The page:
The budget also includes the following decisions from the County Executive:

·         Realistic Projections of County Finances to Bond Rating Agencies and State Oversight Agencies

o   Moody’s, Standard & Poor’s and Fitch Ratings

o   New York State Comptroller’s Office

§  Comptroller Audit

§  Comptroller Fiscal Stress Report

·         Honest Assessment of Actual Tax Impacts to Homeowners

o   Short vs. Long Term Costs

o   County Taxes vis-à-vis Local and School Taxes

·         Honest Understanding of Mandated Services and Discretionary Services

Latimer continued: “This budget strikes a balance between providing the services all of the residents of Westchester expect and deserve, and keeping property taxes at a level they can afford.  The modest increase included in the budget is within the State property tax cap, and acknowledges the hardship the Federal Government has imposed on the people of Westchester through the loss of the State and Local Tax (SALT) Deduction in the American Tax Cuts and Jobs Act. “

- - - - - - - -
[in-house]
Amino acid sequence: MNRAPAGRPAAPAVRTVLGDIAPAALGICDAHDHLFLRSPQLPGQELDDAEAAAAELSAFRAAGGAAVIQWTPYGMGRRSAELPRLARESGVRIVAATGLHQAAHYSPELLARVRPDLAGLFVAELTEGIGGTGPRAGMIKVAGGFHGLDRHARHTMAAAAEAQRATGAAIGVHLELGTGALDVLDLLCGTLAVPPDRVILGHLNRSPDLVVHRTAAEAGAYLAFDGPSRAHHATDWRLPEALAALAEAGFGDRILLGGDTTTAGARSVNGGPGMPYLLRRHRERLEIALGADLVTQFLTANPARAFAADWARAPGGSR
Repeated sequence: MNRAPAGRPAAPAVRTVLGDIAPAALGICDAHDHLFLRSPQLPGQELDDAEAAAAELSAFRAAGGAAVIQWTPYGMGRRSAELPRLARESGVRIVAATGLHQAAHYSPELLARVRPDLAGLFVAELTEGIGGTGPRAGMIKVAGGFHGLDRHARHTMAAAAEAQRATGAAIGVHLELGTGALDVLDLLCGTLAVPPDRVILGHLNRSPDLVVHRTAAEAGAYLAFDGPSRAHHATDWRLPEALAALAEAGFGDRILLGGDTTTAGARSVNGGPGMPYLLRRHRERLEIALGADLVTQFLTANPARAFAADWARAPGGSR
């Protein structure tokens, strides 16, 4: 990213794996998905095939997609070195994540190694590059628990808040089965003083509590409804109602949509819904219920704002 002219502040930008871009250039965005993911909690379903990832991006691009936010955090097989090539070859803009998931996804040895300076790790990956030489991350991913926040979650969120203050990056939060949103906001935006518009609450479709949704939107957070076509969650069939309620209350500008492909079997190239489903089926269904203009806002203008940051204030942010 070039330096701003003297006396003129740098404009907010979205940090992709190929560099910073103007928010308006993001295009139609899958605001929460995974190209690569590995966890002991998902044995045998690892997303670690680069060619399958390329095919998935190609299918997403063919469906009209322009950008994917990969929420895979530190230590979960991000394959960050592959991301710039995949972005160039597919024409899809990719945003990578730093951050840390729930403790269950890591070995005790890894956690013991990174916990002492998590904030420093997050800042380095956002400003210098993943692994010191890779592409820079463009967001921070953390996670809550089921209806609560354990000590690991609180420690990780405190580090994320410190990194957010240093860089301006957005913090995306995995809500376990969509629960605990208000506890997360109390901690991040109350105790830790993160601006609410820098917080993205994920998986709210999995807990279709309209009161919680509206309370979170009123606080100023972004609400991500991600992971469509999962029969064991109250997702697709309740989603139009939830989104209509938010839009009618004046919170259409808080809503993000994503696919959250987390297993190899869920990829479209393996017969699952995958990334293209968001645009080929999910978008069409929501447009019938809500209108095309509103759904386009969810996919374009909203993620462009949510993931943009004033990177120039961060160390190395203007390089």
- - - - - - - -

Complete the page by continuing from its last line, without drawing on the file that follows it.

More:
Following today’s submission, the Board of Legislators will now review the budget – including meetings with County departments in the Board’s Committee on Budget & Appropriations. Following this review, the Board will submit any additions or deletions to the budget, vote to move the budget out of committee for a final review and end with a vote by the full Board. The final budget will then be sent to County Executive Latimer for his signature or veto.

Latimer added: “I look forward to working with all of the members of the Board of Legislators to deliver a transparent and responsible 2019 Budget for the people of Westchester County. Now is the time to focus on the future, on moving forward – together.”

County Executive George Latimer, who took office in January 2018 as the ninth County Executive. Using inclusion and openness as a foreground, Latimer is fighting to make Westchester a destination for all people to live, work and enjoy. Learn more about Westchester County by visiting www.westchestergov.com

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Governor Andrew Cuomo Wins Third Term in a Walk –60% of the Vote. Democrats Sweep Westchester Delegations. Win New York State Senate Majority.

WPCNR ELECTION 2018. November 6, 2018: